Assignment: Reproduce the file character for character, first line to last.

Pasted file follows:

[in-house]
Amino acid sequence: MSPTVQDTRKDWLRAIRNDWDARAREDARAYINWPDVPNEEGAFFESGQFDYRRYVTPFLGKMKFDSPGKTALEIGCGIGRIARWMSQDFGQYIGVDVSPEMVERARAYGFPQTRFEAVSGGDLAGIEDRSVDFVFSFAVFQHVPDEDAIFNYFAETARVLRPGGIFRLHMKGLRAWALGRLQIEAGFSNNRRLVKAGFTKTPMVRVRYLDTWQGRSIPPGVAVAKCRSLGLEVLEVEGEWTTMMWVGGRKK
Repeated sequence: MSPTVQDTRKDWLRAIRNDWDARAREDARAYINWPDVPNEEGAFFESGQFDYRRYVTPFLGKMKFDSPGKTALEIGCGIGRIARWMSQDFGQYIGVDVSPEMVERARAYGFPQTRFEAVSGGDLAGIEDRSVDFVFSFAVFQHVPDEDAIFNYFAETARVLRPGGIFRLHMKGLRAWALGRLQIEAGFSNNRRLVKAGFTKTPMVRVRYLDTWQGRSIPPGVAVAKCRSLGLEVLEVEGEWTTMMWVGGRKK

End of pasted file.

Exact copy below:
[in-house]
Amino acid sequence: MSPTVQDTRKDWLRAIRNDWDARAREDARAYINWPDVPNEEGAFFESGQFDYRRYVTPFLGKMKFDSPGKTALEIGCGIGRIARWMSQDFGQYIGVDVSPEMVERARAYGFPQTRFEAVSGGDLAGIEDRSVDFVFSFAVFQHVPDEDAIFNYFAETARVLRPGGIFRLHMKGLRAWALGRLQIEAGFSNNRRLVKAGFTKTPMVRVRYLDTWQGRSIPPGVAVAKCRSLGLEVLEVEGEWTTMMWVGGRKK
Repeated sequence: MSPTVQDTRKDWLRAIRNDWDARAREDARAYINWPDVPNEEGAFFESGQFDYRRYVTPFLGKMKFDSPGKTALEIGCGIGRIARWMSQDFGQYIGVDVSPEMVERARAYGFPQTRFEAVSGGDLAGIEDRSVDFVFSFAVFQHVPDEDAIFNYFAETARVLRPGGIFRLHMKGLRAWALGRLQIEAGFSNNRRLVKAGFTKTPMVRVRYLDTWQGRSIPPGVAVAKCRSLGLEVLEVEGEWTTMMWVGGRKK